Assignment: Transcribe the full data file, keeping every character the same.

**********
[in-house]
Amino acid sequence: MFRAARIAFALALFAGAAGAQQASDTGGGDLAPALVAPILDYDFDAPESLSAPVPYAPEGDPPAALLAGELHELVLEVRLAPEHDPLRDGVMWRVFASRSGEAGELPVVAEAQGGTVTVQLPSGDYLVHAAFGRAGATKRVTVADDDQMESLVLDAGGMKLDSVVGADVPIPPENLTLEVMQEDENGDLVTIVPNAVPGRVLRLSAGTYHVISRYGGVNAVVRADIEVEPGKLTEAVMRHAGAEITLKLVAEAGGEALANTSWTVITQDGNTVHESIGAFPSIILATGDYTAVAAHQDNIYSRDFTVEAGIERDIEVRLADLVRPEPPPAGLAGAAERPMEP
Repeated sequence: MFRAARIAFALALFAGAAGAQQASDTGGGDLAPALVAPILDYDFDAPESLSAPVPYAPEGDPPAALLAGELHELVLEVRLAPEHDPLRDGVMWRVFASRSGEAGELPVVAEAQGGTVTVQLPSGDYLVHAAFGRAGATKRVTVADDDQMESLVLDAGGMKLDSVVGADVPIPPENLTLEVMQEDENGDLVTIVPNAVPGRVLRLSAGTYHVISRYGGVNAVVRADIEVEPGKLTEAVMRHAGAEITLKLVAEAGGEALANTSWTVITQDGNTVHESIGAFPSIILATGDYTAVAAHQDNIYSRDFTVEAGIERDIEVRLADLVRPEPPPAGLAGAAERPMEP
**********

[in-house]
Amino acid sequence: MFRAARIAFALALFAGAAGAQQASDTGGGDLAPALVAPILDYDFDAPESLSAPVPYAPEGDPPAALLAGELHELVLEVRLAPEHDPLRDGVMWRVFASRSGEAGELPVVAEAQGGTVTVQLPSGDYLVHAAFGRAGATKRVTVADDDQMESLVLDAGGMKLDSVVGADVPIPPENLTLEVMQEDENGDLVTIVPNAVPGRVLRLSAGTYHVISRYGGVNAVVRADIEVEPGKLTEAVMRHAGAEITLKLVAEAGGEALANTSWTVITQDGNTVHESIGAFPSIILATGDYTAVAAHQDNIYSRDFTVEAGIERDIEVRLADLVRPEPPPAGLAGAAERPMEP
Repeated sequence: MFRAARIAFALALFAGAAGAQQASDTGGGDLAPALVAPILDYDFDAPESLSAPVPYAPEGDPPAALLAGELHELVLEVRLAPEHDPLRDGVMWRVFASRSGEAGELPVVAEAQGGTVTVQLPSGDYLVHAAFGRAGATKRVTVADDDQMESLVLDAGGMKLDSVVGADVPIPPENLTLEVMQEDENGDLVTIVPNAVPGRVLRLSAGTYHVISRYGGVNAVVRADIEVEPGKLTEAVMRHAGAEITLKLVAEAGGEALANTSWTVITQDGNTVHESIGAFPSIILATGDYTAVAAHQDNIYSRDFTVEAGIERDIEVRLADLVRPEPPPAGLAGAAERPMEP